expressive mom autism

Many parents who have children with special needs become fearful and uncomfortable when it comes to thinking about what could happen to their kids when they grow up. Unfortunately many parents put off future planning because of fearing what they may believe is the worst. I have come across many mothers who cannot stand the idea of their disabled children having to spend the rest of their lives in group homes. Sure, you want to hope for the best outcome possible. But you also need to be realistic. If your child has a cognitive or neurological disability like autism, there is a very high chance that he or she will not be 100% independent. I realize it is a very bitter reality for parents to accept. Especially for those who had dreams for their kids.

The sad reality is, many parents who have disabled children who have turned 18 end up in trouble. There is no help for parents with adult children with special needs. The reality of “I should have been more active with planning for his or her future” hits them very hard when they see they are alone. Waiting lists for group homes are long. The adult child will become more stressed and the parents will find themselves not being able to take on the responsibility any longer, emotionally, mentally and physically. Tragedies such as what took place in this article can be a scary possibility as well.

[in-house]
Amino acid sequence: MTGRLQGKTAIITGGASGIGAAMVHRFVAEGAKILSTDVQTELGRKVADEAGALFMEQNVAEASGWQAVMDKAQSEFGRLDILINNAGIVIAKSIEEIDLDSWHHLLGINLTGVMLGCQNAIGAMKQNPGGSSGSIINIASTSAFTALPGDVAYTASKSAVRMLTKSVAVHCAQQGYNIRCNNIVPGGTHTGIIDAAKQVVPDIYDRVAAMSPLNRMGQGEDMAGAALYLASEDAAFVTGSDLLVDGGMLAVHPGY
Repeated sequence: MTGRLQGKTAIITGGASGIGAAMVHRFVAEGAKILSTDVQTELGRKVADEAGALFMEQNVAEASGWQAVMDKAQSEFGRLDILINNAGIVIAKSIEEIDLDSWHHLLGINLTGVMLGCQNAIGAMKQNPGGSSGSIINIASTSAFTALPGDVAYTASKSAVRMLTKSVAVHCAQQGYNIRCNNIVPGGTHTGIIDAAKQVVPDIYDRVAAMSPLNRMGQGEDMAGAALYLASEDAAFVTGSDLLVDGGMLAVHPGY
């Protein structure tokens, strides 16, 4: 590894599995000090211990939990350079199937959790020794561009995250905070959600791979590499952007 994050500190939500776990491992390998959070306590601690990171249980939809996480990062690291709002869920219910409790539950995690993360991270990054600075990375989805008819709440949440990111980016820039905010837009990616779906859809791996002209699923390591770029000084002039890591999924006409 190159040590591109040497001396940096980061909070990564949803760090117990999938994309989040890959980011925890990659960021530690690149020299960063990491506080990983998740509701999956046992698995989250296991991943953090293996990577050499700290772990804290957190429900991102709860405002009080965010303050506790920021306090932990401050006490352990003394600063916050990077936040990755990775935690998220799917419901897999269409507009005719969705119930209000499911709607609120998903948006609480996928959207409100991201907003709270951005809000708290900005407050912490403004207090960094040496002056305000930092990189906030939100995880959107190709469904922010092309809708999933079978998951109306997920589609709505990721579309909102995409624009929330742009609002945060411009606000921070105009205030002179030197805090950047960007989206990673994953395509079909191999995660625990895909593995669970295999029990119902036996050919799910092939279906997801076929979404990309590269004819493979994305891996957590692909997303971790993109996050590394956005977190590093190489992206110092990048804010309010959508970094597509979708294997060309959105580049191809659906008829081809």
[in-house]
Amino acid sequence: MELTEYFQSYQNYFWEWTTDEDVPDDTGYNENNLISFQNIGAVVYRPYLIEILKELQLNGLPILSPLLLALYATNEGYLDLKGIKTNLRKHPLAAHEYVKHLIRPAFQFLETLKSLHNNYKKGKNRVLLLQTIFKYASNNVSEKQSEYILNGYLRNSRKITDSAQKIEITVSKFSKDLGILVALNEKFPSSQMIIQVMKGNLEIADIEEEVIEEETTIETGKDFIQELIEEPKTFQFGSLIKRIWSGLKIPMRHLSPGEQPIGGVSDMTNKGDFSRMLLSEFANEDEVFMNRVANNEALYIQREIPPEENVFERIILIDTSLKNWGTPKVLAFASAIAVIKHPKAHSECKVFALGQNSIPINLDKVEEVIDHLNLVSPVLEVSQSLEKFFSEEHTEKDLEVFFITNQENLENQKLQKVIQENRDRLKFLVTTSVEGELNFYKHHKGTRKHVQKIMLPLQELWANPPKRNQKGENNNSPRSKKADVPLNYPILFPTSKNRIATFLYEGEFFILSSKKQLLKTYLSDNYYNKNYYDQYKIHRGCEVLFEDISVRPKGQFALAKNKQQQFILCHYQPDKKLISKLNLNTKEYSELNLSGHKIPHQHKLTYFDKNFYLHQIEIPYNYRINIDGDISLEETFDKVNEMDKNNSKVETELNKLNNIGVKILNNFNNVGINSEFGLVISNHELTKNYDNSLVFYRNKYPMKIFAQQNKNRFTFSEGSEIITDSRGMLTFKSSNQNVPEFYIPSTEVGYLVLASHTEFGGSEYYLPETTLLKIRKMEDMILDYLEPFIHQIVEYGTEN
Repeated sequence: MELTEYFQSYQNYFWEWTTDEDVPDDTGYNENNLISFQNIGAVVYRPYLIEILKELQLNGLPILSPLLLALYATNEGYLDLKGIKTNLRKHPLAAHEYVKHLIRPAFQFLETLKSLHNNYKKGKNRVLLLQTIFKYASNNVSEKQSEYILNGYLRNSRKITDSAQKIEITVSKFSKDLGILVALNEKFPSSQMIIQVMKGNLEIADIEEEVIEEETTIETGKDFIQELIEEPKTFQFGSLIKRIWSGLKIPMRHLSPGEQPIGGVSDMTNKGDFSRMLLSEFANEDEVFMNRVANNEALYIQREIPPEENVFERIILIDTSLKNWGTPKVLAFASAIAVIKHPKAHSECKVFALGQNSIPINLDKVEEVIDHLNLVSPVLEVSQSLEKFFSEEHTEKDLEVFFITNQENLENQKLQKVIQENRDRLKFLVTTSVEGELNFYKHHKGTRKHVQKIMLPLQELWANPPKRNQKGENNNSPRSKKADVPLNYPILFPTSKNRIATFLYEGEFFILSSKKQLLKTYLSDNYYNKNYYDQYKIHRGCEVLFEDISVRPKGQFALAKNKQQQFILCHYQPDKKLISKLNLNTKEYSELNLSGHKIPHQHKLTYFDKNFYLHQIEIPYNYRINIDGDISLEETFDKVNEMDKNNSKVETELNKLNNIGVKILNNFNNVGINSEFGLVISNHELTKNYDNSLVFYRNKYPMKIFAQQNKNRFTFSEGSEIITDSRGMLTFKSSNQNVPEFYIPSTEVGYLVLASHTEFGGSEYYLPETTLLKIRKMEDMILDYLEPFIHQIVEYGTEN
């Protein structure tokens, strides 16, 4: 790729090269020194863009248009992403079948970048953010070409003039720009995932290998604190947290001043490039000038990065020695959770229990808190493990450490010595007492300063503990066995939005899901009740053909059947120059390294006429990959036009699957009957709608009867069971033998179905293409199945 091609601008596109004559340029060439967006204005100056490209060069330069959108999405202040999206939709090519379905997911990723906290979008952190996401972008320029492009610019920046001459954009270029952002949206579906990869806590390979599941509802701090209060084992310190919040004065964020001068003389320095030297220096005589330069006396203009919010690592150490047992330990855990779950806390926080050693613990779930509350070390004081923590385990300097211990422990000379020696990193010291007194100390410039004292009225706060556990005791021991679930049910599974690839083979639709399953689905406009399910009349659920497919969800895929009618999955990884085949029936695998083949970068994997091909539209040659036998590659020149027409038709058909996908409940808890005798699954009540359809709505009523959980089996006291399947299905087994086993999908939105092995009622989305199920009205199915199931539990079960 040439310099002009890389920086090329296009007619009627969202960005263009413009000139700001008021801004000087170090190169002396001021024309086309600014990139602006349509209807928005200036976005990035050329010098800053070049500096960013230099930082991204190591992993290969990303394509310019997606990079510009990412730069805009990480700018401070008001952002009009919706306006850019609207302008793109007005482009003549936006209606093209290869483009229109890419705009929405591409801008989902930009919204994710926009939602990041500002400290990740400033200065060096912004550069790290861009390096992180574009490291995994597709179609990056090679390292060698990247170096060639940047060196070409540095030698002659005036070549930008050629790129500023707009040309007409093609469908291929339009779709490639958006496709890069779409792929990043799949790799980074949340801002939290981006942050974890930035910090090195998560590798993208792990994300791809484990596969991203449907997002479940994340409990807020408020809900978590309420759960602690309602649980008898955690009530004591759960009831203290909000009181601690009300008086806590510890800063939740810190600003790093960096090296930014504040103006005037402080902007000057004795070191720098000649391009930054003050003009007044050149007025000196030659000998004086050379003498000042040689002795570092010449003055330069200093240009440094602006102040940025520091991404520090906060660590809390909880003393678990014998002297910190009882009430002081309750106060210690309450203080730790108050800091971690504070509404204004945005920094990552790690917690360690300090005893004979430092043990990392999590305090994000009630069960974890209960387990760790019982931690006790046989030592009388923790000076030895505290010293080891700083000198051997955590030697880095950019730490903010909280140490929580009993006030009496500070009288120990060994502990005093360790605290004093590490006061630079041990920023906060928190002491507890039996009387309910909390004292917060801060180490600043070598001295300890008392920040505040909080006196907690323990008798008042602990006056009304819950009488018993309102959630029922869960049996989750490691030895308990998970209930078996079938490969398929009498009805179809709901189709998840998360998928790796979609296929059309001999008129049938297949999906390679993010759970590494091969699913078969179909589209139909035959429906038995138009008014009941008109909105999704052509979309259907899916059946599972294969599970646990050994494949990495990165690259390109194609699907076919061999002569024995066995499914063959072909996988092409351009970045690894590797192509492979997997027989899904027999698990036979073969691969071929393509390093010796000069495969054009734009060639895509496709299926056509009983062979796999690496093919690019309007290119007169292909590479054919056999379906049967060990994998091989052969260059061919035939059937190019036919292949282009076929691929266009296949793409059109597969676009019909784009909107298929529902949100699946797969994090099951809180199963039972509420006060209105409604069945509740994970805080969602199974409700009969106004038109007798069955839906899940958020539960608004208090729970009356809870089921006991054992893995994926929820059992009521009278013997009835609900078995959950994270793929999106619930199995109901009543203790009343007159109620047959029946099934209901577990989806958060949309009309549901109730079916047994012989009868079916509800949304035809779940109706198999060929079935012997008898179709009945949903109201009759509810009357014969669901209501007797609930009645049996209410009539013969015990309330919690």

If you have a child with special needs, it is very hard to accept that thee is a strong possibility that he or she will need help of some kind lifelong. And that does not mean that your child will be unemployable and not achieve other great things. But planning is essential for so many reasons. What I recommend parents of children with disabilities do is contact their local community living organization. All you have to do is Google community living. Contact them right away, and they will lead you to the help you need when it comes to planning for your child’s future- as well as getting you the help you need. Make sure you are active with them, listen to the advice they give you, and act on it. I realize that the government regardless of where you live does not provide as much as what these families need, which was the biggest issue noted in that article. However, sometimes you need to take matters into your own hands. Talk to your community service provider about organizations to join, who to connect with, and ideas you can execute to make life easier. Not to mention, don’t only think about your child’s future. Think about your’s as well, and the future of your typically developing children. The last thing you would want to ever happen is for your typical children to take on the responsibility of their disabled siblings. The lack of proper planning is what brings the worst case scenarios to the surface. Always hope for the best, but make sure you plan!